Nice, eh?

Flight attendants aren’t the only ones getting thrown into the slammer for sexually related activity. “a British pair caught kissing in public in Dubai is appealing a month-long jail sentence handed down after an Emirati mother complained her child had seen their indiscretion,” Cynthia Johnston, the MSNBC correspondent covering the case, wrote in the article Airline workers face 3 months in jail over texts. Then she goes on to discuss three more cases involving British couples either going to prison or narrowly escaping prison for similar actions.

When I mentioned this story to Bob, the singing pilot, he asked, “What is considered a sexually explicit text in that part of the world?”

Honestly, I don’t know. I’m not so sure I even want to know.

Photos courtesy of Telstar Logistics and Jrodmanjr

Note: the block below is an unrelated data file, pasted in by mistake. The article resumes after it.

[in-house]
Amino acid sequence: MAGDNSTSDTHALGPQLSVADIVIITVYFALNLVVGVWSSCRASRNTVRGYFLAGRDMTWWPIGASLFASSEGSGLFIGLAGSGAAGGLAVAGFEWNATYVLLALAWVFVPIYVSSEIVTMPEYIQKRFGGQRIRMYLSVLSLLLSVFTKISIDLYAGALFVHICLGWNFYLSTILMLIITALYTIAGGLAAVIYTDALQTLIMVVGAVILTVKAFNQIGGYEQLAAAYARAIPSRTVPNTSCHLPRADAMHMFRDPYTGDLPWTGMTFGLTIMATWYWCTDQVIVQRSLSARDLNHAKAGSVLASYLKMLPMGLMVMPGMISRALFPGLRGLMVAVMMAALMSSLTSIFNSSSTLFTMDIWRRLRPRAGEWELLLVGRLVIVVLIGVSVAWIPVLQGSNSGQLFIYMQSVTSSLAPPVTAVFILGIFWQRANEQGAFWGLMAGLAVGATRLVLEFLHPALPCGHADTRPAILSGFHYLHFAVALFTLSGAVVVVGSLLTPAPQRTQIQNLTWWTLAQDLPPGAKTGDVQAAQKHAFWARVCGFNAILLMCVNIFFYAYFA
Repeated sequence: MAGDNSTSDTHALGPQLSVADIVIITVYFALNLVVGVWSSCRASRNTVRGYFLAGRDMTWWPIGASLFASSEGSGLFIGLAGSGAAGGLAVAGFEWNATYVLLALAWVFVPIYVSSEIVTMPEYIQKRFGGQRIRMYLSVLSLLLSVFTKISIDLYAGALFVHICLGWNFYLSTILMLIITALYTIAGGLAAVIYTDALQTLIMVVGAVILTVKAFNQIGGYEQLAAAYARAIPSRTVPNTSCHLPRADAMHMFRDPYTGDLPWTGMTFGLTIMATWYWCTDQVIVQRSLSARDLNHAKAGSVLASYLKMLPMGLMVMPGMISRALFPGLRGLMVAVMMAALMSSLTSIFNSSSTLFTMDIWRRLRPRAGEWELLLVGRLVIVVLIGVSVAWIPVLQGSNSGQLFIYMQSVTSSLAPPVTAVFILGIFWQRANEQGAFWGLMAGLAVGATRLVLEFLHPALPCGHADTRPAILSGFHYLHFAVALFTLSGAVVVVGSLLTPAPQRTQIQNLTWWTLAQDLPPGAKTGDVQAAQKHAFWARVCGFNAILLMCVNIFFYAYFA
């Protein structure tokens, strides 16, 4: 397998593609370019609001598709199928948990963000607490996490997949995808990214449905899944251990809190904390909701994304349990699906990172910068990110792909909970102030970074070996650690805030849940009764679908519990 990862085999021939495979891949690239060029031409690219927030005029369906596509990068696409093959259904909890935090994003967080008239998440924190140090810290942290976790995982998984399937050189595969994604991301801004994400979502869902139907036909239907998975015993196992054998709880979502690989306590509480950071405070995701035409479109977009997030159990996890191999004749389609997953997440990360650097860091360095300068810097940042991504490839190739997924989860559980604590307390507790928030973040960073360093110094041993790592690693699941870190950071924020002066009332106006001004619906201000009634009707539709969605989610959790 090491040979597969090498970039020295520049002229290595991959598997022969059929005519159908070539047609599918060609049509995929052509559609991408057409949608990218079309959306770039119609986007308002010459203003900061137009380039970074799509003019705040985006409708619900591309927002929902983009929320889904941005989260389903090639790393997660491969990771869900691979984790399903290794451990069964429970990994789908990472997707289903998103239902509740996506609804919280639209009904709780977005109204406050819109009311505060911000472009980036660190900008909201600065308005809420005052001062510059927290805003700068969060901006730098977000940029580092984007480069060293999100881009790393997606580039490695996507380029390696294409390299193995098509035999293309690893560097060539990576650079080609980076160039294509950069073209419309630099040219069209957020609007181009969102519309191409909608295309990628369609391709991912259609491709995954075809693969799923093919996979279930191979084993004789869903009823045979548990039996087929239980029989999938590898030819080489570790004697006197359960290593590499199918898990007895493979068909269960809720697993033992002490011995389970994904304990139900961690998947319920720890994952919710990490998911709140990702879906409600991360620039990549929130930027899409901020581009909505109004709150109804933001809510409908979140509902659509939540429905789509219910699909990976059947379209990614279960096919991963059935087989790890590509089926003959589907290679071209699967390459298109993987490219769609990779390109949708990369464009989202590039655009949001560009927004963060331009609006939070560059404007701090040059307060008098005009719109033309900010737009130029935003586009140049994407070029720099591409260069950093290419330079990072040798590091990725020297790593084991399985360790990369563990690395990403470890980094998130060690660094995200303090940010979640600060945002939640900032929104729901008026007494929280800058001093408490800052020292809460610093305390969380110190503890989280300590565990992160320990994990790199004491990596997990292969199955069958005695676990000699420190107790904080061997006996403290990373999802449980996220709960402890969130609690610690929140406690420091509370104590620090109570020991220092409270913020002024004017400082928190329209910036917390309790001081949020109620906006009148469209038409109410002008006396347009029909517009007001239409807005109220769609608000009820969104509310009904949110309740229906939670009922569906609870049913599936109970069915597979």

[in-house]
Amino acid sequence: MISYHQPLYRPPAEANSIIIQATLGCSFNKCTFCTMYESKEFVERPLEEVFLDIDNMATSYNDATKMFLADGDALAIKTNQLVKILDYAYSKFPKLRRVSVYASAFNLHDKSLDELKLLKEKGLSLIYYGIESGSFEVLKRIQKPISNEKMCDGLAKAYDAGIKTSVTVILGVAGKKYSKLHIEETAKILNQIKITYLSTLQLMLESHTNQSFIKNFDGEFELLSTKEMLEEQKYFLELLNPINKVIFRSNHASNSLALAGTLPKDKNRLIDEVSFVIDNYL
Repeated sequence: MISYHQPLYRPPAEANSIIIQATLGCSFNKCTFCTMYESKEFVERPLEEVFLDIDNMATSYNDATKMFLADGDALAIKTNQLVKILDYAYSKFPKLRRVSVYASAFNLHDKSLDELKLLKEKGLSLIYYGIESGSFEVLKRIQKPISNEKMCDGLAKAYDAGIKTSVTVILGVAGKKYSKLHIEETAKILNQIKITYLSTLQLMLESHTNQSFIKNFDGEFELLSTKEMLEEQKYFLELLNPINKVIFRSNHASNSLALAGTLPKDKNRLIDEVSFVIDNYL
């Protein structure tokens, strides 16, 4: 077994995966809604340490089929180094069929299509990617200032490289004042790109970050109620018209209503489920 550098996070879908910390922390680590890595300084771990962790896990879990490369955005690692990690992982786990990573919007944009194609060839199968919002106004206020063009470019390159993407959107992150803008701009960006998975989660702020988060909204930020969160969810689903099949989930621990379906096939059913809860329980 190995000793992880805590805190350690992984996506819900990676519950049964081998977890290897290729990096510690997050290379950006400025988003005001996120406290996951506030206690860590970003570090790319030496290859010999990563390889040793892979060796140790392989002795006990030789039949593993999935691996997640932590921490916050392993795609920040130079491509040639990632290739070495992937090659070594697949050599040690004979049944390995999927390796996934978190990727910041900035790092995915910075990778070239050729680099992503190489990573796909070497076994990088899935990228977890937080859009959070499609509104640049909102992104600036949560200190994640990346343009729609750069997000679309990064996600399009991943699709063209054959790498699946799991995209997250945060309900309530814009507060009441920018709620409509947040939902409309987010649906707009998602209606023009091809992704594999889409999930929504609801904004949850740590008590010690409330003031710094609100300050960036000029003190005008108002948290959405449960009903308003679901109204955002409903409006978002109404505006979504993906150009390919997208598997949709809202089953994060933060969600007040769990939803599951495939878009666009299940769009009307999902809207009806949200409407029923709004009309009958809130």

British couple in Dubai faces jail time for kissing

Dubai Creek at nightPDAs (Public Displays of Affection) can make some people a little uncomfortable, but in Dubai, they’ll send you to jail.

Until recently, Dubai was booming. Tourism and business travel were growing at at an exponential rate, and Dubai became a household name-destination seemingly overnight. One of the dangers of a boom like this is that some new visitors think every place has the same rules, and that what’s okay in their own country will be okay in any country. Not so — and if you’re the offender they decide to make an example of, you’re screwed.